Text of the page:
I have never seen fret ends shaped like that. The guy should be ashamed.

Apr 4, 2022 - 8:28:53 PM

416 posts since 6/15/2021

There may be a lesson in here for all of us. Take a lot of pictures of your instruments before you leave it with a shop to be worked on.


(I am reminded of a horror story about a young woman who took her three-month-old NEW car back to dealer for its first oil change. It apparently literally fell off the lift. The dealer's shop was alternating between trying to fix it before she saw the extent of the damage and claiming it looked like that when she dropped it off.)

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Apr 4, 2022 - 8:49:31 PM

5291 posts since 5/9/2007

surprise

Apr 4, 2022 - 9:17:17 PM
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1331 posts since 11/17/2005

quote:
Originally posted by Omeboy

Now you'll have the additional expense of getting the instrument restored by a real banjo luthier. Too bad you didn't send it back to Frank in the first place, but that's water under the bridge and a tough lesson for you.................................@jason999

So you think I should have anticipated this outcome.

Mandolins have as much or more binding than a banjo. They also have nearly as many frets. It's not like I took it to a violin workshop to have it refretted.

I took it to a shop that produces $30,000 mandolins and was highly recommended! They also produce very expensive guitars.

It's not my fault and I didn't need a "lesson". I didn't take it to a random guy on Craigslist.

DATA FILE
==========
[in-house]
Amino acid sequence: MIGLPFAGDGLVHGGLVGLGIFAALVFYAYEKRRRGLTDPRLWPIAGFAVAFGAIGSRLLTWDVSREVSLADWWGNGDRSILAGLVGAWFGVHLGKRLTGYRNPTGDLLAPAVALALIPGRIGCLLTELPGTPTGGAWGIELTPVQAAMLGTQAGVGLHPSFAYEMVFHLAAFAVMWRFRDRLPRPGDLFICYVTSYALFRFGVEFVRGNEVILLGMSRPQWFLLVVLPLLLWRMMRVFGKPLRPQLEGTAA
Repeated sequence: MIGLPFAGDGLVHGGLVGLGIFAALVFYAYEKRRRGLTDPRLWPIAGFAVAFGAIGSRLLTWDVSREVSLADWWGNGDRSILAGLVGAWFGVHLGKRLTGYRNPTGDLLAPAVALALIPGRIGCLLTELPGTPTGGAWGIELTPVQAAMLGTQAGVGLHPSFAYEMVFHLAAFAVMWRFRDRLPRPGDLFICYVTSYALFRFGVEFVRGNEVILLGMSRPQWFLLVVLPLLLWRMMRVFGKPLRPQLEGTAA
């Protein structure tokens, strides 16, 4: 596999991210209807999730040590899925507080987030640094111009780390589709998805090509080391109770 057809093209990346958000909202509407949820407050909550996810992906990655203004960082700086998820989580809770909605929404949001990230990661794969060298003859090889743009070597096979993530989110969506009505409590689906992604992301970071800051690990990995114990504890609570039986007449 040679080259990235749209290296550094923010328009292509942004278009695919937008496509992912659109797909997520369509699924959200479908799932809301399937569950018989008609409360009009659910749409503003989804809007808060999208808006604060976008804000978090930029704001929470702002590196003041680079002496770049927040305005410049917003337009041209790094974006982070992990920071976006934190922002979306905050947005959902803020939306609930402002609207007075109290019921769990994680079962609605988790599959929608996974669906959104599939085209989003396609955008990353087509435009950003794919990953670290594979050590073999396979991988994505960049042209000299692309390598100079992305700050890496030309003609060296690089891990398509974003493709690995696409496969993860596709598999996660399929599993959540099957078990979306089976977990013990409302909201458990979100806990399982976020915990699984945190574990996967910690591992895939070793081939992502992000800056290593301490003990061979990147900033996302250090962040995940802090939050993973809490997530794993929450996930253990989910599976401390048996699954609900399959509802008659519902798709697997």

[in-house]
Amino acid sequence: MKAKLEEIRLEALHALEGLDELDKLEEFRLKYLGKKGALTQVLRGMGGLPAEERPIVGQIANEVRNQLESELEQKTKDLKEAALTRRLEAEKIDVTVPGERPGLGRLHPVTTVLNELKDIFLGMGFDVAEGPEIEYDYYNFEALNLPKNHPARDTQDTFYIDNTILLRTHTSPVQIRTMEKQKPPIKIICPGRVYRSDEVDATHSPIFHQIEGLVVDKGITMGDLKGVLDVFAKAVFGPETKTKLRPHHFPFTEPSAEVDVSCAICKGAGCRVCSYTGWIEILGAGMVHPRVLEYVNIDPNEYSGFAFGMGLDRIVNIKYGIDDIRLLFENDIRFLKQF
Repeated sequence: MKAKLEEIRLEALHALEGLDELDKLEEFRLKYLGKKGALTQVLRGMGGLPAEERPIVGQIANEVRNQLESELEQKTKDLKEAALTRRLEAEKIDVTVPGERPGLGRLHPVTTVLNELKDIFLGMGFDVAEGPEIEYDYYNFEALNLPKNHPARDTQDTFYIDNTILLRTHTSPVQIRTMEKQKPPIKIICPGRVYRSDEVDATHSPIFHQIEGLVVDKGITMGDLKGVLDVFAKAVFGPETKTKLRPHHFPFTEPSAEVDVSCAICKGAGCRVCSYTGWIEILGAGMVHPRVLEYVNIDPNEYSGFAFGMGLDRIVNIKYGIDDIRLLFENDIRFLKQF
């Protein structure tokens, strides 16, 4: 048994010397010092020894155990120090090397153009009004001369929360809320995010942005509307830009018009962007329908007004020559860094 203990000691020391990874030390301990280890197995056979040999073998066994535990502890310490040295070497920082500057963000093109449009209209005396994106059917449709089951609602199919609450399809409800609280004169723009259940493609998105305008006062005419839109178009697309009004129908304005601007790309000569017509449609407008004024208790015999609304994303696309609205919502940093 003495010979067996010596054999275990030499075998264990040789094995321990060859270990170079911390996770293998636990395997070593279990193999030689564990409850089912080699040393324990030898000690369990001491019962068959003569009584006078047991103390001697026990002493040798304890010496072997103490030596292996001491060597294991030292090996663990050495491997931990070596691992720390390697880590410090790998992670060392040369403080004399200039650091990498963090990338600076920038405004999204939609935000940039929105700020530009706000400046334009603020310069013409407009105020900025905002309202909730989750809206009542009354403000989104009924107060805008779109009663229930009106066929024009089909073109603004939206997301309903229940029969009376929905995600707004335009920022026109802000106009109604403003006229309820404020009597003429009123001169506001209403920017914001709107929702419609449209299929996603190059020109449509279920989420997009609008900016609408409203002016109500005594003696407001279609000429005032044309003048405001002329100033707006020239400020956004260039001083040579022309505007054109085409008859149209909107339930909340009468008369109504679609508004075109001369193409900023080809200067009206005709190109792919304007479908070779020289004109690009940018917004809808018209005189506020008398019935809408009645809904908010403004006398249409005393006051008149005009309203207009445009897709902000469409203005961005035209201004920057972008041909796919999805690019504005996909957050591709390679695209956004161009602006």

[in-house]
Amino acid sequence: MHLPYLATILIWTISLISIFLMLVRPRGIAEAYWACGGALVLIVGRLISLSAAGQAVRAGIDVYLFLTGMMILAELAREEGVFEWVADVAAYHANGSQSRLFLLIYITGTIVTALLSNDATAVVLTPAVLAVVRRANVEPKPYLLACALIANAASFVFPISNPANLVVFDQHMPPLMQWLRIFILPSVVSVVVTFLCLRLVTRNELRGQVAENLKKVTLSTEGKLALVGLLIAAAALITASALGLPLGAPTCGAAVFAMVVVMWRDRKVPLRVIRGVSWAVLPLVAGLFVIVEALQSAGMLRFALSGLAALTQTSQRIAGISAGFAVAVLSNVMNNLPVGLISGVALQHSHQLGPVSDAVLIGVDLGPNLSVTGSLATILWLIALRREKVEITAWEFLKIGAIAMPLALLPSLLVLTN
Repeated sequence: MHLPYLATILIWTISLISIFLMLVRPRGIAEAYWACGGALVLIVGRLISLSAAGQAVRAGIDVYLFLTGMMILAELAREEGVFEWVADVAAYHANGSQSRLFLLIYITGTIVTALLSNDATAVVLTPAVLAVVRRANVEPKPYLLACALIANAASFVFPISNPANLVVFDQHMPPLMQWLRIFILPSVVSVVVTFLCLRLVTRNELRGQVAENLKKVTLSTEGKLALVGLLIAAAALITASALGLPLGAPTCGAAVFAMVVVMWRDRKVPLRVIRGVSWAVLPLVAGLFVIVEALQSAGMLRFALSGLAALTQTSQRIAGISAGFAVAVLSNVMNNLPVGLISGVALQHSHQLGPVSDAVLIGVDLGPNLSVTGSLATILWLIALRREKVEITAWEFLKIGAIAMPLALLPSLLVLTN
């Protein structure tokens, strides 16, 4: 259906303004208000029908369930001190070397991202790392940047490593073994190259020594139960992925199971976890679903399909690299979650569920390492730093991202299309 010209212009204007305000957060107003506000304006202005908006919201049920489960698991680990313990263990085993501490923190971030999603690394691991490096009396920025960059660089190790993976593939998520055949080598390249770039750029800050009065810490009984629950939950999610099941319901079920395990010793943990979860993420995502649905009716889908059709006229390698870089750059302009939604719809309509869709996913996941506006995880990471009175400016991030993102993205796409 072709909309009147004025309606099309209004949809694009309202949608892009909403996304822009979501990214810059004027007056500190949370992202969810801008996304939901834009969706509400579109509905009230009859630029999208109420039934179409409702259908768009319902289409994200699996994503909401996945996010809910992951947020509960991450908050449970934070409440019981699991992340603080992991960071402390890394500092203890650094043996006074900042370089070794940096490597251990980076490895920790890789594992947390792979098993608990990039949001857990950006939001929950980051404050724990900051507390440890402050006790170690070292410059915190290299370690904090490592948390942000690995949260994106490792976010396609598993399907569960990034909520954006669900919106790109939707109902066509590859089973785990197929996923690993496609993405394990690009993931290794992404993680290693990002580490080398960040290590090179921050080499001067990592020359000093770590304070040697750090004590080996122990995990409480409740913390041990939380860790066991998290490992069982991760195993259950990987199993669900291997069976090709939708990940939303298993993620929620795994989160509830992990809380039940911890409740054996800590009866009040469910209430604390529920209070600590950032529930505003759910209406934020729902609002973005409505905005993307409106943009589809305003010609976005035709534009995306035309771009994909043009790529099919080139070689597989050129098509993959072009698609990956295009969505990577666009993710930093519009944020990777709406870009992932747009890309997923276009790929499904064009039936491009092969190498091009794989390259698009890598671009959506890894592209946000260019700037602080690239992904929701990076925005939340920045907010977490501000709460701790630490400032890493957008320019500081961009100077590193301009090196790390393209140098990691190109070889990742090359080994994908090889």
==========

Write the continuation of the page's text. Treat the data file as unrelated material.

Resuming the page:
What was my lesson? Frank Neat is the only person in the world that can refret his neck?

Edited by - jason999 on 04/04/2022 21:22:19

Apr 4, 2022 - 9:20:20 PM
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1331 posts since 11/17/2005

quote:
Originally posted by pianojuggler

There may be a lesson in here for all of us. Take a lot of pictures of your instruments before you leave it with a shop to be worked on.


(I am reminded of a horror story about a young woman who took her three-month-old NEW car back to dealer for its first oil change. It apparently literally fell off the lift. The dealer's shop was alternating between trying to fix it before she saw the extent of the damage and claiming it looked like that when she dropped it off.)


That really is a good practice.  Even if they come recommended!

I won't need to take pictures, though. I'll be learning about refretting.

It's just a shame to have to learn to DIY. Ill have to buy tools and I pretty much never need frets.

Apr 4, 2022 - 9:23:42 PM
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1331 posts since 11/17/2005

I'm curious, how would my binding get messed up like that? What was he trying to scrape or cut?

I notice my auto correct turned "refret" job into "regret" job. Either works...

Edited by - jason999 on 04/04/2022 21:28:27

Apr 4, 2022 - 10:15:55 PM

rcc56

USA

4233 posts since 2/20/2016

Maybe he farmed the work out. If he was training an assistant, he needs to find a different assistant.
Or perhaps the worker had a little drinky-poo before he started the job.

That is not the work of a high-end builder. Nor is it the work of anyone with an experienced hand. It's the work of an untrained novice.

So I really don't understand what happened here-- I'm trying unsuccessfully to think of a high-end mandolin maker who does lousy fret work.

It looks like the binding was chewed up by using a fairly large flat file to "profile" [??? that's not how we do it] the fret ends. Which is a no-no. 45 degree angles on fret ends are another no-no. Most of us use a triangle file or cant-saw file with the edges ground safe.

And no, you don't have to send it to Frank to get a decent job, nor a "banjo luthier." The procedure for replacing frets is pretty much the same for guitars, mandolins, and banjos.

Although the bindings look pretty rough, there still might be enough material left to reprofile them and make them look good. It would be necessary to pull the new frets and start over to get it to look decent, though.